Pink Floyd - Dark Side of The Moon 30th Anniversary Cover Art


Money, money, money. The introductory collage of cash registers ringing, coins falling, receipts tearing, and drawers opening and closing are still present today, despite the evolving ways that people exchange and handle money. This was Pink Floyd's first issued single and easily the most direct and immediate song off of DSOTM. With its opening walking baseline by Waters perfectly synced up to the sound collage, it feels like the start of something deeply bluesy and heavy. Gilmour's tremolo guitar kicks in with a rippling effect with Mason and Wright providing the backbone of the beat and a swing-style keyboard melody to great effect. This song clearly defines itself as the start of something massive; they were right to issue it as a single, because it rightly became a huge hit and one of their best songs of their career. 

Money is the driver of modern society and humankind as a whole. Ever since early humans learned to craft their own tools, what separates us from the rest of the animal kingdom is our ability to assign intrinsic value on things. Fast forward a millennia and Money is the product of our evolution, except now it is in excess and goes along with other drivers, such as fame. The opening lines of the song are innocent enough: “Money, get away, get a job with more pay and you’re okay.” This is not necessarily a want but a need for all people, which is having a sense of security, and Waters knows that it all comes down to the paper. This, however is a short-lived sentiment, as the lyrics quickly progress to the want of it all. After reaching a sense of financial security, “Money, it’s a gas, grab that cash with both hands and make a stash.” This is the immediate follow-up, which acknowledges the high involved with padding out one’s finances and is illustrated by the act of physically grabbing cash and stashing it away like an animal would for the winter season. In a sense, our highly sophisticated and evolved ways ultimately don’t stray too far from the familiar quirks of animal behavior.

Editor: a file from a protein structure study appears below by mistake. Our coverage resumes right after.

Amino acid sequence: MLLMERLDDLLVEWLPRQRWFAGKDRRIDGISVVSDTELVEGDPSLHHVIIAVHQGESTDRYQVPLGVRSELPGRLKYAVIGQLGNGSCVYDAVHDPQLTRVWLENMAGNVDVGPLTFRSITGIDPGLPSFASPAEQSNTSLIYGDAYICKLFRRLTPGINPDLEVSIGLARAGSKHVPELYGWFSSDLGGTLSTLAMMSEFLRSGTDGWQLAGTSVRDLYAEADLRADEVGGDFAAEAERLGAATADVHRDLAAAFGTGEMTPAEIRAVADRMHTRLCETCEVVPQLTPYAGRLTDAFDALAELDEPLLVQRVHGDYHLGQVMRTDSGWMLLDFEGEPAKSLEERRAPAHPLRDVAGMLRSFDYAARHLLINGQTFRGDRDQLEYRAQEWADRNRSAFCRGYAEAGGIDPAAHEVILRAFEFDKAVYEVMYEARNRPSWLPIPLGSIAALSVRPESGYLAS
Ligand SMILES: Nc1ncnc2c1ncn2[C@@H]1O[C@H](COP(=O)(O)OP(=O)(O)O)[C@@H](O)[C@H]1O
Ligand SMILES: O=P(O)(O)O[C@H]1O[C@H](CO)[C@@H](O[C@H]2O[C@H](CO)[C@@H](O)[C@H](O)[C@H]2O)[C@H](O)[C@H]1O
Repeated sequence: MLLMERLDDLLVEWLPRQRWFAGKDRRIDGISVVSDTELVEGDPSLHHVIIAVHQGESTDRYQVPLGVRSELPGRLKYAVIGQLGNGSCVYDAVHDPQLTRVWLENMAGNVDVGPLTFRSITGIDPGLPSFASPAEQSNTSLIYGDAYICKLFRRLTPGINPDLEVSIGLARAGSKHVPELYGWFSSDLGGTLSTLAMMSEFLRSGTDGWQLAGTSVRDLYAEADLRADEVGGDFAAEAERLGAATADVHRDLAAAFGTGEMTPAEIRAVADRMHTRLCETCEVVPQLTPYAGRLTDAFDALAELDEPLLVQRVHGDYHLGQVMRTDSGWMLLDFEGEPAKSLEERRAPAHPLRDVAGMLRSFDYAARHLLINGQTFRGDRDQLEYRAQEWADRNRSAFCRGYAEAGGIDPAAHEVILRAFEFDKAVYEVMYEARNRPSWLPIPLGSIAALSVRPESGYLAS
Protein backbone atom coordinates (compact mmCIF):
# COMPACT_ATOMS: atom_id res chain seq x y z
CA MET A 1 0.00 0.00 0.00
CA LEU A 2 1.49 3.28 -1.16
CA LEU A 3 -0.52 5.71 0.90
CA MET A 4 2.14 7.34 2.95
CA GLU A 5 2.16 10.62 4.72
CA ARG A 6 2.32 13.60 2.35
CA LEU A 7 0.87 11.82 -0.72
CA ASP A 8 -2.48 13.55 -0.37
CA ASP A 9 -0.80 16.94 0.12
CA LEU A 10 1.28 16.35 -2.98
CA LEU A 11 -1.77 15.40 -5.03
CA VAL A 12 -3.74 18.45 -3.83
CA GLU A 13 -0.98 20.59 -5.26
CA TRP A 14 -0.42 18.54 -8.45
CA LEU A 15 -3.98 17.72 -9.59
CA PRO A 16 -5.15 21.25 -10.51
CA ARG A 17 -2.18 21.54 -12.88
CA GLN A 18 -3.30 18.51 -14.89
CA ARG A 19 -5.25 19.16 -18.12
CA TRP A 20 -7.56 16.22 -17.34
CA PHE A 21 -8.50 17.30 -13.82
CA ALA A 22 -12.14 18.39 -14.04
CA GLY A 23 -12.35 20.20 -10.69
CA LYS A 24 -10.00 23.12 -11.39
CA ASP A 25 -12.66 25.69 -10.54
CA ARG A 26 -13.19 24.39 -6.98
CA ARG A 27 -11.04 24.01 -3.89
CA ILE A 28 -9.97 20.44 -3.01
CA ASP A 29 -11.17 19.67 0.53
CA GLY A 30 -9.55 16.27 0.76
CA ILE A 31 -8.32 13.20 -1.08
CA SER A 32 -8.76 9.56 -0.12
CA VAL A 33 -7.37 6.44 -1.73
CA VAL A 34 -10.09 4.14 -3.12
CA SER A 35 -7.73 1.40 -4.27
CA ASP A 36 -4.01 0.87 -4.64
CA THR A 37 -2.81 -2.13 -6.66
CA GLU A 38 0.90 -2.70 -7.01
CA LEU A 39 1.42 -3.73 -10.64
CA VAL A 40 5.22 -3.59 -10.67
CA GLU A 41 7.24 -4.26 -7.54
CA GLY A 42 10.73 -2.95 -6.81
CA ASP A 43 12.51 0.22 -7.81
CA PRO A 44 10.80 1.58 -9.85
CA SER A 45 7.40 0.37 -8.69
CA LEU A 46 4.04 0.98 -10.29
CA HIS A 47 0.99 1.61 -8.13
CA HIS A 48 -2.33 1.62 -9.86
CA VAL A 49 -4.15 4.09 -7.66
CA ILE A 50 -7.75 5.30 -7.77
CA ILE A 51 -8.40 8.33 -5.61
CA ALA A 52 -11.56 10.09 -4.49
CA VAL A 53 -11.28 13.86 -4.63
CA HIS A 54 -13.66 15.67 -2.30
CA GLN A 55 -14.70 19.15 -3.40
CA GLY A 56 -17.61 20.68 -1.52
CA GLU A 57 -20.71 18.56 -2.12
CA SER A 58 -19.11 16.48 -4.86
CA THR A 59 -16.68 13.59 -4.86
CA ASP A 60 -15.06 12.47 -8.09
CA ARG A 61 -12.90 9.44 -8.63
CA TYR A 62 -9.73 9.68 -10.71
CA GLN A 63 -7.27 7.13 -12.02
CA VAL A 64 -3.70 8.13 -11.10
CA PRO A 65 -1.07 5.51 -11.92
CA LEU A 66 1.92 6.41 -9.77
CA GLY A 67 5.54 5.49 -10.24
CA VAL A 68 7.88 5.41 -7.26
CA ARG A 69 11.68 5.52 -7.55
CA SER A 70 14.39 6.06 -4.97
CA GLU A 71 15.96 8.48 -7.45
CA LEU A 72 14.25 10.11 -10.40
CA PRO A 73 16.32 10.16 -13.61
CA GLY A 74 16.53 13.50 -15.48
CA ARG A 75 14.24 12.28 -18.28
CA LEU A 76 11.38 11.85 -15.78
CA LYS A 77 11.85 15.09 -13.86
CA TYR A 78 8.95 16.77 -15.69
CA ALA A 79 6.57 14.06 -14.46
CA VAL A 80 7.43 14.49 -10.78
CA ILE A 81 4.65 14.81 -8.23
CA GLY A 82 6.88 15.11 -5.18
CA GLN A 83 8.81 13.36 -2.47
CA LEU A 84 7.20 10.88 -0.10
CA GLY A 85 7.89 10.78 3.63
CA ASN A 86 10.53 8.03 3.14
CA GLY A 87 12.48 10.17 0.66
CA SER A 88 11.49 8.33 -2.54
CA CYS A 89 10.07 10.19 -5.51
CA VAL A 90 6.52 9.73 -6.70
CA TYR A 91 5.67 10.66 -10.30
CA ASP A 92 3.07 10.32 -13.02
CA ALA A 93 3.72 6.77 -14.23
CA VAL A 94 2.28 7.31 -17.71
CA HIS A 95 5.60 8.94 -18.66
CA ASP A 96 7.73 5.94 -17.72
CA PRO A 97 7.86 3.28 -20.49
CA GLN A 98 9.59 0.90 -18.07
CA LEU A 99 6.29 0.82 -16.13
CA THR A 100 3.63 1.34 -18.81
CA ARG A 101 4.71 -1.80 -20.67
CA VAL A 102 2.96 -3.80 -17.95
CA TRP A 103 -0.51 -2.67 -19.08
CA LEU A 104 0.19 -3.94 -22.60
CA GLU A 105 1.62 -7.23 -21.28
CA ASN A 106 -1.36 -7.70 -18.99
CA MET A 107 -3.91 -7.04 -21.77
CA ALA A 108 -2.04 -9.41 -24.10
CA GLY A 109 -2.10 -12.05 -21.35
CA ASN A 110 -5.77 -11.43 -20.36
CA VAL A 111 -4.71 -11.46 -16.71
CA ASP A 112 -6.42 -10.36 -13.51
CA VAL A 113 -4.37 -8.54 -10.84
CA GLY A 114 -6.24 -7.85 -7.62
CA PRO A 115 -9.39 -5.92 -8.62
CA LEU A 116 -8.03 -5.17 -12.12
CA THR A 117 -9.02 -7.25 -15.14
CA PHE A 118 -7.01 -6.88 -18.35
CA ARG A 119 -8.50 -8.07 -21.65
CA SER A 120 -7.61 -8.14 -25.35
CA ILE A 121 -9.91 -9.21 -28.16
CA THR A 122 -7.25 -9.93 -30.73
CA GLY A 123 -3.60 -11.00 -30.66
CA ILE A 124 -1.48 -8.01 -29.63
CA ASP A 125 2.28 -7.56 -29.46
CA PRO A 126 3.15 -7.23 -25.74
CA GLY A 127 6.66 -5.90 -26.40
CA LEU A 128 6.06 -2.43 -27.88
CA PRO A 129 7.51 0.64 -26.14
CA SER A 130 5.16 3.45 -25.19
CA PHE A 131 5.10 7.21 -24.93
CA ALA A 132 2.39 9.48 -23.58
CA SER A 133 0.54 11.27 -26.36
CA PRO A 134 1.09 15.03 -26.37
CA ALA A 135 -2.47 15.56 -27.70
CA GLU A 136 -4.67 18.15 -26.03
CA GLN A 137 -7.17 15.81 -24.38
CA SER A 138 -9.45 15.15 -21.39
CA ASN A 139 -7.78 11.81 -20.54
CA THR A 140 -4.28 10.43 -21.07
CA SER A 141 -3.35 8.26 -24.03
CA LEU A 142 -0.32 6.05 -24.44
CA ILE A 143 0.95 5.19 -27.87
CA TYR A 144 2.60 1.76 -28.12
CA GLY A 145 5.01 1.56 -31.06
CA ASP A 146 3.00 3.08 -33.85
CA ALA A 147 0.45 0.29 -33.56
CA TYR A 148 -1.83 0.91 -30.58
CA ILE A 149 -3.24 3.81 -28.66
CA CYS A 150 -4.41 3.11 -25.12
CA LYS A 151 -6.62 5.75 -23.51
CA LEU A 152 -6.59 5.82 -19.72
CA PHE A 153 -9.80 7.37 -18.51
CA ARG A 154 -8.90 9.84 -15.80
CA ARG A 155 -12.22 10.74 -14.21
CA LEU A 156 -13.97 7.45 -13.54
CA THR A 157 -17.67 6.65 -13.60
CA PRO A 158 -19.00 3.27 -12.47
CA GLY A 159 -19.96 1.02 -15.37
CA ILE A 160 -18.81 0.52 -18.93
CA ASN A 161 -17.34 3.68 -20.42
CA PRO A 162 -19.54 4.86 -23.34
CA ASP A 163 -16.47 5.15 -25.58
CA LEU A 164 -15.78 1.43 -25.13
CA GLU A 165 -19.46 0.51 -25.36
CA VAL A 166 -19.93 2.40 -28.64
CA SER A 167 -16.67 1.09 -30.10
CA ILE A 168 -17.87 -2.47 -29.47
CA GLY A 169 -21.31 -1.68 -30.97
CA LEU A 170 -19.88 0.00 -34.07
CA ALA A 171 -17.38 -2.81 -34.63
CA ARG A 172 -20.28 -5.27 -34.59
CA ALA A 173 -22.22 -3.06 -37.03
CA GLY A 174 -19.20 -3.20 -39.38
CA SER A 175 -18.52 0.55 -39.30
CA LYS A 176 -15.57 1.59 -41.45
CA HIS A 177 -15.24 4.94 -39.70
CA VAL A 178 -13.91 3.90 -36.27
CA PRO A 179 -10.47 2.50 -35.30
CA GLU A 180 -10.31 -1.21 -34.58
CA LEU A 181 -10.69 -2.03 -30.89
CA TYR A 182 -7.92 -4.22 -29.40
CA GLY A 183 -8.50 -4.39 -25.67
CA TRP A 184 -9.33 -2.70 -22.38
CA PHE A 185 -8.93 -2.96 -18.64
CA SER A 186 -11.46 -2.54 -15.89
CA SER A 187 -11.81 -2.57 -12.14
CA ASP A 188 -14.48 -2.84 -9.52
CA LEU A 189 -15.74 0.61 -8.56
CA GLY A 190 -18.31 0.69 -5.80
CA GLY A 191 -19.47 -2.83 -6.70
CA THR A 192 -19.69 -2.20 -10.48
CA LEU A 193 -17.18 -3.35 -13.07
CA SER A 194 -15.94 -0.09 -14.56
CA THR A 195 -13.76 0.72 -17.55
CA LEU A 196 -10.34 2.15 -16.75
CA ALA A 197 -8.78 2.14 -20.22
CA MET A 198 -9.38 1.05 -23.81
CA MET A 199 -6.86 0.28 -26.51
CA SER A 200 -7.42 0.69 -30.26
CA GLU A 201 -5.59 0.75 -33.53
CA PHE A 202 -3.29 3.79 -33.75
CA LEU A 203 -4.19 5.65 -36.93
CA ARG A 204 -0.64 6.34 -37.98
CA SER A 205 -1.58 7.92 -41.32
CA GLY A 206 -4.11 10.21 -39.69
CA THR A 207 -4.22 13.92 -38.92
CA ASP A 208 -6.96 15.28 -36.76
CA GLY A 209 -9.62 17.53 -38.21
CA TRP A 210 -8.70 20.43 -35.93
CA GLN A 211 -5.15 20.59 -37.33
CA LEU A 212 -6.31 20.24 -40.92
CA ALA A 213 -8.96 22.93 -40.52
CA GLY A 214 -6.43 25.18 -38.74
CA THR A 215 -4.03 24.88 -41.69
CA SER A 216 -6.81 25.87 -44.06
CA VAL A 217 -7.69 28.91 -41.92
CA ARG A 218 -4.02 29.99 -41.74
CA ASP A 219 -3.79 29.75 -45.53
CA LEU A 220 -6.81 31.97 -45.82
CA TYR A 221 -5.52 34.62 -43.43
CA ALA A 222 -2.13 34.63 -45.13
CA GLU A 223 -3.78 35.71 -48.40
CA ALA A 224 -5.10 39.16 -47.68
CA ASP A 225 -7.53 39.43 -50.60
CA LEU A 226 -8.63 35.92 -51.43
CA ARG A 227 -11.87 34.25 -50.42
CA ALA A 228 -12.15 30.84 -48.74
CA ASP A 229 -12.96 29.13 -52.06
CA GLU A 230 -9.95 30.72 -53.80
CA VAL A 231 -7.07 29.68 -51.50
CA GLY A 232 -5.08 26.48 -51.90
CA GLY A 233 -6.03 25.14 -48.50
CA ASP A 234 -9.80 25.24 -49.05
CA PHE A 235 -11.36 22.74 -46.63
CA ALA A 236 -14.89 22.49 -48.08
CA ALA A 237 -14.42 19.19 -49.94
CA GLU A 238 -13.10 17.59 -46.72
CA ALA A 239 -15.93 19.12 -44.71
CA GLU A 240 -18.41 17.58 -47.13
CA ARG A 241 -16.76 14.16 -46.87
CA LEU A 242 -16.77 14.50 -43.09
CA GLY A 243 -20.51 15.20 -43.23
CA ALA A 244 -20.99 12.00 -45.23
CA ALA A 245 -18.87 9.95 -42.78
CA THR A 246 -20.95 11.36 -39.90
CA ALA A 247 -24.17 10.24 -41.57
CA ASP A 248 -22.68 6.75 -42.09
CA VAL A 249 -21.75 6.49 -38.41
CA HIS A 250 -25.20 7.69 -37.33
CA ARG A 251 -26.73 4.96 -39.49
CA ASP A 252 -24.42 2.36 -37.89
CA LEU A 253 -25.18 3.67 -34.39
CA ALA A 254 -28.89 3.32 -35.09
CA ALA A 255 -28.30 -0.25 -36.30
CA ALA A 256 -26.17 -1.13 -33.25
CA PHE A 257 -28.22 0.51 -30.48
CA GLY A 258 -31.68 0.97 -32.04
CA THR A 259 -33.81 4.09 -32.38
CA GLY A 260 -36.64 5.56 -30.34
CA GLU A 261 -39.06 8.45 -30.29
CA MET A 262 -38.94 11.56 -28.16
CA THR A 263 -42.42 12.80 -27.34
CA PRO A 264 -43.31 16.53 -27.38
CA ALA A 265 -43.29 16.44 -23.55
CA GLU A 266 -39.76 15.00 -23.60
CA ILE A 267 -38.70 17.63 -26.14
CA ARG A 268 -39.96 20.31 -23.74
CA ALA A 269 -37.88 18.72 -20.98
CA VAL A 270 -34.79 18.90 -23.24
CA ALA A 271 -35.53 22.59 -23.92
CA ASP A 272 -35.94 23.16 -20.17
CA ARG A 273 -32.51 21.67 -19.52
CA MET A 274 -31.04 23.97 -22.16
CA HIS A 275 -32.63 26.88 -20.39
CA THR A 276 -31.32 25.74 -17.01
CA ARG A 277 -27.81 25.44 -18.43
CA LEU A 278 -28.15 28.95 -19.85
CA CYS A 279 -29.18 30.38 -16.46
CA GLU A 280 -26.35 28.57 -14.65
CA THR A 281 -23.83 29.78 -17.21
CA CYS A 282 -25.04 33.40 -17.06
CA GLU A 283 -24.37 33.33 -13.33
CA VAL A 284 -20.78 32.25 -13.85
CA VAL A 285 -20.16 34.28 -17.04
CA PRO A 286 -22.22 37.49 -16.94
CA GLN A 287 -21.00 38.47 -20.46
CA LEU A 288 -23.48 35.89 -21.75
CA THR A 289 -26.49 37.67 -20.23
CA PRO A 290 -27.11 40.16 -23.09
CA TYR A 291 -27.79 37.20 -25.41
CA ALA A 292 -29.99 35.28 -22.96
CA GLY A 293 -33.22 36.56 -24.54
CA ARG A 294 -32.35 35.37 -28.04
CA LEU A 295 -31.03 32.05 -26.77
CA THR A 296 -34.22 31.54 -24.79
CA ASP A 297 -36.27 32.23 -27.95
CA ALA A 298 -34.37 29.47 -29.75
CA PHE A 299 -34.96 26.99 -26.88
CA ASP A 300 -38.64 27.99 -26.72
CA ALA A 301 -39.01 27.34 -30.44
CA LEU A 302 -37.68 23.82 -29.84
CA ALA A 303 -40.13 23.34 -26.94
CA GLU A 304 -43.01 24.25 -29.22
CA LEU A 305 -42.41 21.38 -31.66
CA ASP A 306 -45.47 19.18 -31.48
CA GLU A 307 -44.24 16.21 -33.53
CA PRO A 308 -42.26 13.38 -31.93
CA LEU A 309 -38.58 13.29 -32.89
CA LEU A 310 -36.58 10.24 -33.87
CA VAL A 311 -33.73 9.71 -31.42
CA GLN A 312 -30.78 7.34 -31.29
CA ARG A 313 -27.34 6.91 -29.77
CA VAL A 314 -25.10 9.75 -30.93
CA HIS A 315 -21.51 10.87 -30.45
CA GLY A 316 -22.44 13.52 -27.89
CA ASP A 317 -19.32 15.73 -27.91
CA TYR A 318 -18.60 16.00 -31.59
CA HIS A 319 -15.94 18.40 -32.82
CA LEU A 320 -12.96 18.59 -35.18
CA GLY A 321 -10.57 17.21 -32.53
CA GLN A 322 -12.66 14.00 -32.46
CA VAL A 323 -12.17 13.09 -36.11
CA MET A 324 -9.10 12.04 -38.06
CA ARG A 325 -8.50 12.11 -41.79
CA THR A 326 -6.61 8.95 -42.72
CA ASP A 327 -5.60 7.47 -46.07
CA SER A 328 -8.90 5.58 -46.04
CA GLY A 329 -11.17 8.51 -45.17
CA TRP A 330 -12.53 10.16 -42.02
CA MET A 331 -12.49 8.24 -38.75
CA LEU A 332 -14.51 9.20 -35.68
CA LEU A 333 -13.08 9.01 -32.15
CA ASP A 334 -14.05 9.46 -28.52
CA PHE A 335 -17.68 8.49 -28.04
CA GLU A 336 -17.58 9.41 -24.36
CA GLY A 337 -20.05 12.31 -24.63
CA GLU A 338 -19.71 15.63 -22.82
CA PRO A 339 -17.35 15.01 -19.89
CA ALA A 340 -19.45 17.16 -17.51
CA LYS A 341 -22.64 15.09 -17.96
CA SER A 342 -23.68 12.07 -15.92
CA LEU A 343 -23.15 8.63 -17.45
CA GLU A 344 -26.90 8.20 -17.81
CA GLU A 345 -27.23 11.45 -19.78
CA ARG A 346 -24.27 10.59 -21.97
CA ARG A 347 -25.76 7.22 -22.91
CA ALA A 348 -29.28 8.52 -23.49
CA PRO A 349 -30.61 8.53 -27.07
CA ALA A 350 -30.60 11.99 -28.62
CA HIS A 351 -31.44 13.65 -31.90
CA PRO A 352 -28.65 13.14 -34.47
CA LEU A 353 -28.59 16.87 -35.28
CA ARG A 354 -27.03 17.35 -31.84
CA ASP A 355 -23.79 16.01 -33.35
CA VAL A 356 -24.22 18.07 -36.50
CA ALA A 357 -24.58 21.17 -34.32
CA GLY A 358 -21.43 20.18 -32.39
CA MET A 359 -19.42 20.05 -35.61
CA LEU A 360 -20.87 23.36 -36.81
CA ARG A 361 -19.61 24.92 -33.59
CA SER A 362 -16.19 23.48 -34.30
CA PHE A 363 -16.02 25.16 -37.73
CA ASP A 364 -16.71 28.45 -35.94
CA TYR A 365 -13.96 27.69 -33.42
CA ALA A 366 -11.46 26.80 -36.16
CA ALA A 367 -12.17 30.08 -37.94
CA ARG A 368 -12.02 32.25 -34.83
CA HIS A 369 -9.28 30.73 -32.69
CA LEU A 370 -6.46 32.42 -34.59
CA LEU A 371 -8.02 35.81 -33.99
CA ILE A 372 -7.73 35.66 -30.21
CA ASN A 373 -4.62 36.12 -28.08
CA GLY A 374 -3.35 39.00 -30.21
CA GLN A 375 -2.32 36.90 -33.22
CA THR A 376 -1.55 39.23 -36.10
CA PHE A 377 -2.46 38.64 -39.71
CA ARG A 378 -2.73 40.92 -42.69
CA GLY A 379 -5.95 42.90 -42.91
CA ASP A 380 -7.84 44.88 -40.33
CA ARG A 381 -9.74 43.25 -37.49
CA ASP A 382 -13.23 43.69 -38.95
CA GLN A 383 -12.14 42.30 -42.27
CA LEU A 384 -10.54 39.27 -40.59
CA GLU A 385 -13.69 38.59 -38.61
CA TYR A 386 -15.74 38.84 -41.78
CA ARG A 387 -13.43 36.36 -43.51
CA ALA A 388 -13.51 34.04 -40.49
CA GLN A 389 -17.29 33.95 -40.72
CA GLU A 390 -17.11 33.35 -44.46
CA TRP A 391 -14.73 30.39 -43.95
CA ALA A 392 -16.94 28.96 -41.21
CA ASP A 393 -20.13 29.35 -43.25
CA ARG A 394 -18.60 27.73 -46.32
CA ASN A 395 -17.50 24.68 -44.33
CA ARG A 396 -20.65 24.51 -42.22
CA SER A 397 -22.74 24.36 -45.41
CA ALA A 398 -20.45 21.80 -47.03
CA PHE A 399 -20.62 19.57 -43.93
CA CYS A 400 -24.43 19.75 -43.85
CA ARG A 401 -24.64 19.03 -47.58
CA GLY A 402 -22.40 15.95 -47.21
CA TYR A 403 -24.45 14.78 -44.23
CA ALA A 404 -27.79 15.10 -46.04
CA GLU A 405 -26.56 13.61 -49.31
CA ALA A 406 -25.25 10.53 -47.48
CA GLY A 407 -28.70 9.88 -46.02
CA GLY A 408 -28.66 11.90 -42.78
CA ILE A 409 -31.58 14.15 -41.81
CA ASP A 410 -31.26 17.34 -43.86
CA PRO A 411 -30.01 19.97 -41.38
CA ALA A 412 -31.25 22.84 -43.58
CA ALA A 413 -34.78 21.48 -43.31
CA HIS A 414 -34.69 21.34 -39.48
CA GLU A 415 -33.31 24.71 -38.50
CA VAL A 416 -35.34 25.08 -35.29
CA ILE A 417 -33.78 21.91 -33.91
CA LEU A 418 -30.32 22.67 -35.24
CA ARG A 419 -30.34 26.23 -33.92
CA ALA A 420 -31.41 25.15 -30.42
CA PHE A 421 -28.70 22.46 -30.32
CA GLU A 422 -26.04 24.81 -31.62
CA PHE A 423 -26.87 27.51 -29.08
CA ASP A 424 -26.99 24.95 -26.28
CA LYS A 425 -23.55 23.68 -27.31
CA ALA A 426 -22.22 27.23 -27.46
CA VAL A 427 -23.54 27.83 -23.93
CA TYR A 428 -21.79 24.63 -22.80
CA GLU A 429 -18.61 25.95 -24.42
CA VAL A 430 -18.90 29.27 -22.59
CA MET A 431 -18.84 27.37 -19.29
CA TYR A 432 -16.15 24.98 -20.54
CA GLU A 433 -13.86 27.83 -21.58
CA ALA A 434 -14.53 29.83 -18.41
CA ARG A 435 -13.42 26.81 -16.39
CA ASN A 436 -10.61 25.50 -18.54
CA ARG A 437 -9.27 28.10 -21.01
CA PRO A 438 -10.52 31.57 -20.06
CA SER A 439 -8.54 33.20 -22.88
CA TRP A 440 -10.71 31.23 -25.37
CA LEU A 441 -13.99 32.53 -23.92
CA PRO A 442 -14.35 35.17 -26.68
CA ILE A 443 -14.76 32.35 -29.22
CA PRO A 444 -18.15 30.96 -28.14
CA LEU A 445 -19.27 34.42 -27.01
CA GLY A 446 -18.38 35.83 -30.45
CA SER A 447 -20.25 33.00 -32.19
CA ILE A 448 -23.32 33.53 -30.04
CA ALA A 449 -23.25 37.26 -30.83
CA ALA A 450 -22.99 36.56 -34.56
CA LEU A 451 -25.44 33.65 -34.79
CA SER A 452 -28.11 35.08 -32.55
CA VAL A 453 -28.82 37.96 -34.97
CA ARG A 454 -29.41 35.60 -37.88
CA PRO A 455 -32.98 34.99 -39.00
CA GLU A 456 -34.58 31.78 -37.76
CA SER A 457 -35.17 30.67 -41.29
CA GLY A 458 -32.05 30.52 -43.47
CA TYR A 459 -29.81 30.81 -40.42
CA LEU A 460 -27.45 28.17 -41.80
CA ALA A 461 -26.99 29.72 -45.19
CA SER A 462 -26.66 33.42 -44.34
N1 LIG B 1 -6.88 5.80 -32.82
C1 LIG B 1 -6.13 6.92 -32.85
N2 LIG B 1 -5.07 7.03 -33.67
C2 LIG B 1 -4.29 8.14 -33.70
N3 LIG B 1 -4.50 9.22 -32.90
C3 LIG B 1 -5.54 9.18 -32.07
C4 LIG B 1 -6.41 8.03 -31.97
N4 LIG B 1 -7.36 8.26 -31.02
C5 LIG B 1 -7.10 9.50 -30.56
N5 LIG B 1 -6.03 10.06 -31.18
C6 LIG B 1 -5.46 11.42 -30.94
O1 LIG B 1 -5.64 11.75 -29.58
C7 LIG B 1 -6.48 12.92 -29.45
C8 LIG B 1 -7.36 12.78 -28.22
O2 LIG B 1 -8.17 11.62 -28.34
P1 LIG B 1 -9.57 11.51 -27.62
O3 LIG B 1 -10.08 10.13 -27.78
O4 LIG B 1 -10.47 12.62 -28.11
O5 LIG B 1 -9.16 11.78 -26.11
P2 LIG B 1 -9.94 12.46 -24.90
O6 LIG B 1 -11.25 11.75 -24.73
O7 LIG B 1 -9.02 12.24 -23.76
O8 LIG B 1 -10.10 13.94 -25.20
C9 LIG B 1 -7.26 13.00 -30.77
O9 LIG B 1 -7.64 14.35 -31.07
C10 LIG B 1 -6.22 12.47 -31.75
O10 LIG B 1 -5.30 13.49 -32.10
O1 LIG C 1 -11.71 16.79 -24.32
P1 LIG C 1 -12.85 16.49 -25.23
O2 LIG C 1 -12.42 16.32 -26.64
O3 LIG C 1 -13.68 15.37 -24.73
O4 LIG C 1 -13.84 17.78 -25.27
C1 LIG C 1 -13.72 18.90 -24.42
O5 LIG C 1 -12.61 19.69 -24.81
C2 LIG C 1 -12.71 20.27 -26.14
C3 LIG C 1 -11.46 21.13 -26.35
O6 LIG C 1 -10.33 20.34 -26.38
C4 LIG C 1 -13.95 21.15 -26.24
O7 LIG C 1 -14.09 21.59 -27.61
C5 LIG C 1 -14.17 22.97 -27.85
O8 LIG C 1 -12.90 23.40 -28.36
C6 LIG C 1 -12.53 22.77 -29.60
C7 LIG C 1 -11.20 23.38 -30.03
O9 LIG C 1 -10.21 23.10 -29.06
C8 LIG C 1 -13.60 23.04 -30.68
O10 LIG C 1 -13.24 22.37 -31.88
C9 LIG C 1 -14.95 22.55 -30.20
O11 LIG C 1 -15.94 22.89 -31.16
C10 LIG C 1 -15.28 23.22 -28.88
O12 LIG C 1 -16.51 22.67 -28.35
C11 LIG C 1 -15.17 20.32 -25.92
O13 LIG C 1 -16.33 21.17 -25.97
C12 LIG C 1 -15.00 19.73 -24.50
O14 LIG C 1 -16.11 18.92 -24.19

As the song continues, its next great leap beyond simply making a stash revolves around adopting a lifestyle most notably suited for the ultra rich and famous. “New car, caviar, four star daydream, I think I’ll buy me a football team,” Waters sings in a step-dance pattern. The band’s newly found fame had grown steadily over the past 8 years since their founding in 1965, but already they were experiencing the benefits and amenities that come with being a world-renowned rock act, such as being flown about the world while on tour and staying in high-class hotels and suites. At this point, the fifth instrument of the song bursts in with tenor saxophonist Dick Parry blasting a memorable bluesy solo. This is the jam that fans of Pink Floyd have been waiting for, and it’s one of the most memorable moments on the album as Gilmour and Parry trade off extended blues guitar and sax solos. The track figuratively “takes off” musically after Waters’ line “I think I’ll need a Learjet,” a reference to the ultra rich and their access to owning their own private jets. 

After a couple of minutes, the track settles back into Waters’ classic bass riff. His final progression in the song highlights the greed that is inherent in those who worship money. “Money, it’s a crime, share it fairly but don’t take a slice of my pie, Money, so they say, is the root of all evil today, but if you ask for a rise it’s no surprise, they’re giving none away,” Waters drifts off with his crooning final word, which repeats while conversational snippets start to take over the mix. They’re clips of members of the studio who were there at the time of the recording. Waters walked around asking them random questions and recording their responses to achieve a feeling of togetherness or party-like atmosphere to fill the space in place of the fading instruments. Paul McCartney famously was present and provided some responses at the time, but they never made the final cut. These voices are then used to create an indiscernible flow into the following track, the bluesy-jazzy, power ballad Us And Them.